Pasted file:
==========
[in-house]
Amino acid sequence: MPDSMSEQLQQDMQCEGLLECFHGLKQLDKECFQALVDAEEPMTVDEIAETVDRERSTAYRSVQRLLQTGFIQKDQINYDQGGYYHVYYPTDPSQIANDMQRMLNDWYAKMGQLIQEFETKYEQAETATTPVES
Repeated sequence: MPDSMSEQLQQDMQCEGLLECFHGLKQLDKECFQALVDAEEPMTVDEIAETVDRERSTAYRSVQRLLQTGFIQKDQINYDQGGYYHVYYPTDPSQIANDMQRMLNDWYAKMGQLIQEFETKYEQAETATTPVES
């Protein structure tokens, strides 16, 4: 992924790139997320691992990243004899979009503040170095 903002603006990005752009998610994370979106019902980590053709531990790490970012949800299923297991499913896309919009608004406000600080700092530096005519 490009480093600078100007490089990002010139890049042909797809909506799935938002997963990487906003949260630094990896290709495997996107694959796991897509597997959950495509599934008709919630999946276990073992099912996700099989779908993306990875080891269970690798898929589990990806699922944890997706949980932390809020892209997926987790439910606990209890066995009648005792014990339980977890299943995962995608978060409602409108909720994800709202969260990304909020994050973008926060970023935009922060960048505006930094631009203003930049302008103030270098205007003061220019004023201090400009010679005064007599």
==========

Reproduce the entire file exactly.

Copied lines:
[in-house]
Amino acid sequence: MPDSMSEQLQQDMQCEGLLECFHGLKQLDKECFQALVDAEEPMTVDEIAETVDRERSTAYRSVQRLLQTGFIQKDQINYDQGGYYHVYYPTDPSQIANDMQRMLNDWYAKMGQLIQEFETKYEQAETATTPVES
Repeated sequence: MPDSMSEQLQQDMQCEGLLECFHGLKQLDKECFQALVDAEEPMTVDEIAETVDRERSTAYRSVQRLLQTGFIQKDQINYDQGGYYHVYYPTDPSQIANDMQRMLNDWYAKMGQLIQEFETKYEQAETATTPVES
């Protein structure tokens, strides 16, 4: 992924790139997320691992990243004899979009503040170095 903002603006990005752009998610994370979106019902980590053709531990790490970012949800299923297991499913896309919009608004406000600080700092530096005519 490009480093600078100007490089990002010139890049042909797809909506799935938002997963990487906003949260630094990896290709495997996107694959796991897509597997959950495509599934008709919630999946276990073992099912996700099989779908993306990875080891269970690798898929589990990806699922944890997706949980932390809020892209997926987790439910606990209890066995009648005792014990339980977890299943995962995608978060409602409108909720994800709202969260990304909020994050973008926060970023935009922060960048505006930094631009203003930049302008103030270098205007003061220019004023201090400009010679005064007599």